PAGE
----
In my last blog post (about murderous minibus drivers trying to kill off the Wolf – here) I promised a post about an incident from the beginning of the week. However, something has come up that’s made me rethink.
Really and truly, up until I was ‘outed’, I still felt a lot like I was shouting into the ether when I wrote a blog post and, actually, that was okay because it gave me a certain level of freedom. I mean, I’ve always been a little cautious. I’ve never mentioned my own name or the names of the kids or my husband or anyone I know (even the postie…come to think of it, I don’t know the postman’s name). I’ve never mentioned place names. I haven’t even included photos that show our faces.
But, our hair…now, that’s hard to disguise. As I said, I currently have green hair. It’s a little distinctive. And Tyger has very long hair, which wouldn’t be particularly identifying if he were a girl but as a three year old boy it is unthinkable he should have such long hair. In fact, an architect was here just the other day to talk to my parents and Tyger was – as usual – completely naked. The architect talked about ‘she’ and ‘her’ and the ‘little girl’ with every reference to Tyger despite the very obvious clue he was not, in fact, a little girl. This happens a lot. Apparently, long hair trumps a penis (there’s a phrase I never thought I’d type).
The recognisable hair combined with the content of this blog means it was always possible someone I knew would identify me but I suppose I always assumed if it happened it would be at some vague future point and along the lines of, ‘Wait, did you write that thing about autism? Huh, I read that!’ I certainly didn’t expect to be accused of libel (yup – there’s no threat of legal action or anything but the word was used). I didn’t think I was interesting enough for such things. I also wonder how much of the ‘someone told me someone told them you wrote X about…’ nonsense comes from a place of genuine concern and how much comes from a desire to create some drama and be involved in the resulting furor.
Personally, I hate ‘drama’. The thought of a planned confrontation has me sleepless and feeling ill beforehand. The possibility of people getting angry or – much, much worse – upset because of something I’ve done or said (or written) can leave me with a big ball of anxiety in my gut, numbness in my extremities and fuzziness in my vision. I’ll obsess over it for hours or even days.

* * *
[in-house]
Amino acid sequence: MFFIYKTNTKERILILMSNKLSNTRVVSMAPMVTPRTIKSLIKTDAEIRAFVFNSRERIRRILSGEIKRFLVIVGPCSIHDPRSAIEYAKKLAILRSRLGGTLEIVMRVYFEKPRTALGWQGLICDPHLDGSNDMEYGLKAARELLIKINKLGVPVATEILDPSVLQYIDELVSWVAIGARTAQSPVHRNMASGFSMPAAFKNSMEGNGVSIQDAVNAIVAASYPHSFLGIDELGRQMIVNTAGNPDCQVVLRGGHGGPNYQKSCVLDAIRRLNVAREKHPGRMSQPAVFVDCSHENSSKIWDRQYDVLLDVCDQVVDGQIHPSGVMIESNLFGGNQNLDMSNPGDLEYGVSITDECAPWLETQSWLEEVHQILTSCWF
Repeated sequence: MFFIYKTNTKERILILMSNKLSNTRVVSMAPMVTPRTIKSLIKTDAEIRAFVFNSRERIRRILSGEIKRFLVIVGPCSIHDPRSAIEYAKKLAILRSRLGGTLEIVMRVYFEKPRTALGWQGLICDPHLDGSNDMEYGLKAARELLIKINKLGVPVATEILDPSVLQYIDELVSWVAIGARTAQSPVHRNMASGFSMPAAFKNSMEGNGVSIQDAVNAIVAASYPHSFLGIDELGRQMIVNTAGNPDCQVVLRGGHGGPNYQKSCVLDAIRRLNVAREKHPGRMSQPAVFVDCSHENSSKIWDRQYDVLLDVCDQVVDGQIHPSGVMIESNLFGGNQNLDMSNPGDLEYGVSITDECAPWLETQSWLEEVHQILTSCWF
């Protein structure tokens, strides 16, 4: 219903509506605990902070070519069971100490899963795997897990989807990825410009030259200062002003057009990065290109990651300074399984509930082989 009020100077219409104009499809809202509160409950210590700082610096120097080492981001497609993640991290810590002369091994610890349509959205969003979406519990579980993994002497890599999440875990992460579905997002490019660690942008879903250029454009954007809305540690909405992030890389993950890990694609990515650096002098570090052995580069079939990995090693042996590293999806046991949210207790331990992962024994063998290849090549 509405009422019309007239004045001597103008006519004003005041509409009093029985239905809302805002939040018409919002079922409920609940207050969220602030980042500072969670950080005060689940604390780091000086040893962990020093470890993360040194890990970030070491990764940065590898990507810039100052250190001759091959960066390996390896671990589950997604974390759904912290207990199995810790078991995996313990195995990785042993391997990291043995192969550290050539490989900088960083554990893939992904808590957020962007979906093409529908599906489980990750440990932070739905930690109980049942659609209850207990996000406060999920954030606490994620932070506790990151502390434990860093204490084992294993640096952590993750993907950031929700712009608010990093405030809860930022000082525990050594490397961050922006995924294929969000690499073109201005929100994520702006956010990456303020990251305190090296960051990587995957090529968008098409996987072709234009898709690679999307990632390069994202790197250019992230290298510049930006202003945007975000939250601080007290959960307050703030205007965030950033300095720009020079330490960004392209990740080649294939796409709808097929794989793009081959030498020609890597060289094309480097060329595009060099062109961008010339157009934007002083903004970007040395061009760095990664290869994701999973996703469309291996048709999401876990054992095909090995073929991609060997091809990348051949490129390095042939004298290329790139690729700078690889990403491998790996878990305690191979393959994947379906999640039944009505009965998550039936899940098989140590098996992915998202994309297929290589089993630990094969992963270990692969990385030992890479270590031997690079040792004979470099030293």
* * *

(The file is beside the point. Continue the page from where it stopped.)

I try, very hard, to think of people as human beings with real lives and feelings when I write anything on the internet. It’s common knowledge the anonymity of writing something online turns people into nasty, cruel parodies of themselves. I imagine most people have experienced it, even if just from the sidelines. I’ve certainly seen more than one instance of someone being unnecessarily nasty on a forum and it’s clear if the keyboard warrior was actually presented with the victim – with their distress written across their face and voice catching and all the actual queues we pick up on when we see people in the flesh – the attacker would feel terrible.
Actually, when someone’s right there in front of us, we’re a pretty empathetic bunch.
I try to bear the same things in mind when writing about people I’ve met but it’s all a little different. Both the moral and legal implications of writing about someone you have actually spoken to face to face are hard to tease out. There’s always a chance they will see what you’ve written. Should you avoid ever referencing anything that might be problematic if read by certain people? Is it different to talking to your friends and family about things that have happened to you? There’s still a chance it will get back to someone in that case. Should we all cease talking about other people completely, even if we need advice or need to vent?
We teach our kids about internet safety. Okay, the only internet safety I’ve taught Tyger so far is not to put the laptop cable in his mouth but as he gets older I’ll need to talk to him about being careful about what he says and not giving away identifying information. What about us adults?
|Does this look tasty to you because apparently to toddlers and
preschoolers it’s indistinguishable from a lollipop.
This blog, certain forums, Facebook groups, Twitter: I have had some excellent support, advice, help and – not insignificantly – enjoyment from all of them. Sharing personal details, experiences and problems has been an important part of that. Sometimes it’s necessary in order to give a full picture when you need advice. Sometimes you want to tell people about your own experiences so they can learn from them or just so they’re aware they’re not alone.
Should people in a position of authority and responsibility never be spoken about or mentioned in person or online? Is that a realistic expectation?
What about when someone wants advice about a doctor’s appointment? Or when a parent is trying to work through an incident their child had with a teacher? In a world where we conduct a large number of our interactions online can doctors, nurses, social workers, teachers, nursery nurses, advisers, politicians etc. etc. really demand to never have them, their actions or their place of work discussed on the internet?
I don’t have the answer. I don’t know when – or if – I will have the answer. For the time being, at least, I need to have a serious think about how much I should censor my online content.